South Africa


Nivea claims a smooth victory: South African body-care company Koni faces German giant and gets washed out of court

Nivea claims a smooth victory: South African body-care company Koni faces German giant and gets washed out of court
(Photo: Krisztian Bocsi / Bloomberg via Getty Images)

When a South African company established by actress Connie Ferguson launched Connie Men Active Shower Gel, a product in competition with Nivea Men’s established brand and which featured an arguably similar get-up — Nivea’s parent company sued for ‘passing off’. Nivea won, but with one strongly dissenting judgment.

Delene Bertasso is a senior associate in law firm ENSafrica’s Intellectual Property (IP) department, and is a qualified trade mark practitioner.

The South African Supreme Court of Appeal recently considered the claim of “passing off” in Koni Multinational Brands v Beiersdorf AG. The case concerned shower/bath products and the well-known brand Nivea, which is owned by the German company Beiersdorf.

So, what came out in the wash?

Nivea has been keeping us clean for some time. Beiersdorf commenced business in 1882 and the company’s brand, Nivea, was first adopted in 1911. The get-up for Nivea products has featured the colour combination blue and white (white font on a blue background) since 1925; the product Nivea Men has been around since 1986, and in 2008 there was a revamp of the get-up with the addition of the colour silver.

In South Africa, Nivea is the market leader in personal body-care products with an impressive market share of approximately 50%. A 2015 “brand health” survey revealed that Nivea had the “greatest clarity in the mind of consumers”.

When a South African company established by actress Connie Ferguson launched a competitive product, Connie Men Active Shower Gel – one that featured an arguably similar get-up – Beiersdorf sued for passing off. It claimed that the similarities related to various features, including colour combination (the brand name appearing in a white font on a blue background with silver outlines and the use of some bright green lettering), the shape of the bottle and a wave-styled label.

Four of the five judges found in favour of Beiersdorf. 

Judge Ashton Schippers, who handed down the majority judgment, made reference to some of the major South African passing off cases such as Capital Estates and General Agencies (Pty) Ltd and others v Holiday Inns Inc and Others; Caterham Car Sales & Coachworks Ltd v Birkin Cars (Pty) Ltd and another; and Orange Brand Services Ltd v Account Works Software (Pty) Ltd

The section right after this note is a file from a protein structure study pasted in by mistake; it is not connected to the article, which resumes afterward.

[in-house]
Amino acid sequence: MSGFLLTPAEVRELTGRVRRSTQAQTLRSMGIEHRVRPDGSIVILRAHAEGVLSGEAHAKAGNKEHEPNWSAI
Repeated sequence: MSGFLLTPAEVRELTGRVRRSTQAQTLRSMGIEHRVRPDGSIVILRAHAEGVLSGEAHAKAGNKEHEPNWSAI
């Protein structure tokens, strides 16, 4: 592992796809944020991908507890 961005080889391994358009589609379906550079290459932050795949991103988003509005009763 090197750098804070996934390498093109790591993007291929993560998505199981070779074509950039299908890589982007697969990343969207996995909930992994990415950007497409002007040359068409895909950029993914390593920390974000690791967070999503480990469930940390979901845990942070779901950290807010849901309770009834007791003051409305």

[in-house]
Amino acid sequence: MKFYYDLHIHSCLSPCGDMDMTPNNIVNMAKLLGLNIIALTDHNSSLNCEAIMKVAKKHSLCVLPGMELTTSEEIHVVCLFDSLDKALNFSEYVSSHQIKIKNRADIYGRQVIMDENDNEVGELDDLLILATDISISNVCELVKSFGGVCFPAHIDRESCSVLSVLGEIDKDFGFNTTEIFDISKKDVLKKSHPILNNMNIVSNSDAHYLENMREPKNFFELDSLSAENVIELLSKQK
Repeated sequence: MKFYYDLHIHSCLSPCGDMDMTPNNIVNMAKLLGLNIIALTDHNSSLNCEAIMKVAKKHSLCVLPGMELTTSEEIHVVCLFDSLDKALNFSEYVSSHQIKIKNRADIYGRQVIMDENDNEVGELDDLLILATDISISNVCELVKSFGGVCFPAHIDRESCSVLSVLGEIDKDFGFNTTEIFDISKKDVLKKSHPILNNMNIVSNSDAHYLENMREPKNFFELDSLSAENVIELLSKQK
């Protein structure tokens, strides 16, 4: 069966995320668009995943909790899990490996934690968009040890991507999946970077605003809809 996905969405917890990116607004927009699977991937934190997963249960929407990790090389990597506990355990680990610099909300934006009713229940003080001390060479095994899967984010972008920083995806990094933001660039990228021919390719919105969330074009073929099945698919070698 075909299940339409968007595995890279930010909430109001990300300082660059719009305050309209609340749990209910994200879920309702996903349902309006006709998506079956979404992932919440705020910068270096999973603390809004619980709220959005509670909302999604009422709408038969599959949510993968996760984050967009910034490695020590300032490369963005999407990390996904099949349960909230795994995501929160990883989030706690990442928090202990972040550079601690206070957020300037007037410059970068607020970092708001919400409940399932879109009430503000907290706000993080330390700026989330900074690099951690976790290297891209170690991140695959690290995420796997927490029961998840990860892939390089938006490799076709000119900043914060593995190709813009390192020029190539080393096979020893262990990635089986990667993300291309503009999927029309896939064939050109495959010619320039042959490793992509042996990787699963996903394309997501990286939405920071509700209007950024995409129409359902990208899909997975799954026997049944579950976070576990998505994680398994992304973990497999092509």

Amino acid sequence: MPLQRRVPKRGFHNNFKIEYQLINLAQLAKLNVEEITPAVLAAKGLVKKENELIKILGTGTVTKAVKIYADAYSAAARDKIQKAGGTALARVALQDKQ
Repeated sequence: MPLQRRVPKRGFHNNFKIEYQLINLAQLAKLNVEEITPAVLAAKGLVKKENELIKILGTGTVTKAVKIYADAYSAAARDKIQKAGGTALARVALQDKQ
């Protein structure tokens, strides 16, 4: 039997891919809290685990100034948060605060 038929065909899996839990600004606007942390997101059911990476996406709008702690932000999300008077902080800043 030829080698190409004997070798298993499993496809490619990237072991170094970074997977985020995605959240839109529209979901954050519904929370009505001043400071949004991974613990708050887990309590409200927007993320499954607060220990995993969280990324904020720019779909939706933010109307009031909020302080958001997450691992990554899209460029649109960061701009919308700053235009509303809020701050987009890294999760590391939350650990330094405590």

The judge said the starting point is proof of a reputation: in other words, determining “whether the plaintiff has, in a practical and business sense, a sufficient reputation amongst a substantial number of persons who are either clients or potential clients of his business”.

The judge said that at the time Connie Men was launched, Nivea Men had been around for three decades, and the blue, white and silver combination had been in existence for seven years. He said that “whilst the Nivea Men get-up has changed or been refreshed over the years, it has remained constant and cohesive”.

He concluded that, “given the similarities… the inference is inescapable that the appellant’s logo is an appropriation of the Nivea Men wave-label indicia on the same kind of product, so as to connect it to a known and established brand.” 

As a result, “Connie Men shower gel is almost certain to deceive and confuse the public and likely to cause the respondent to suffer damages.”

The judge reminded us that, even though survey evidence and precedent are very important, gut feel counts for something too: “Ultimately assessing the likelihood of confusion is a value judgment by the court, dictated by the overall impression created by the get-up in the light of its respective characteristics and the circumstances in which it is likely to be encountered, rather than by excessive analysis.”

The outlier

If all five judges had come to the same conclusion, this case probably wouldn’t have attracted much attention. But there was a long and strong dissenting judgment from Judge Tati Makgoka. The judge made a number of points.


Nivea’s brand usage had been inconsistent: “The very fact that the get-up applied to Nivea Men products keeps changing makes it unlikely that any of those get-ups had stuck in the minds of the consumers as signifying Nivea products. It takes consistency and sufficient duration to build a reputation in get-up.”

It’s all in the name

The judge said that “the attracting force to Beiersdorf’s Nivea products, irrespective of the get-up applied to any product, is the well-known brand name and trademark Nivea… that mark is so distinctive that the notional customer is unlikely to have much regard to the colour combinations on the container and other markings or decorations, but mainly to the name Nivea.” The defendant, on the other hand, “by clearly and conspicuously applying its brand name Connie to the label… clearly distinguishes it from Beiersdorf’s Nivea Men.”

No reasonable person would be confused

According to the judge “it would take a particularly careless purchaser to end up” with a Connie product instead of Nivea.

The dissenting judgment highlights the subjective nature of the value judgments that judges are required to make when assessing confusing similarity between get-ups.

The sting in the tail

The court registered its displeasure (that’s putting it nicely) with the fact that, as part of the evidence of likely confusion between the get-ups, the law firm representing Beiersdorf submitted an affidavit from a woman who said she had been confused between the two products. 

There was, however, no mention of the fact that she was also an employee of that law firm. The court described this as a “material non-disclosure” and referred the issue to the Legal Practice Council. DM


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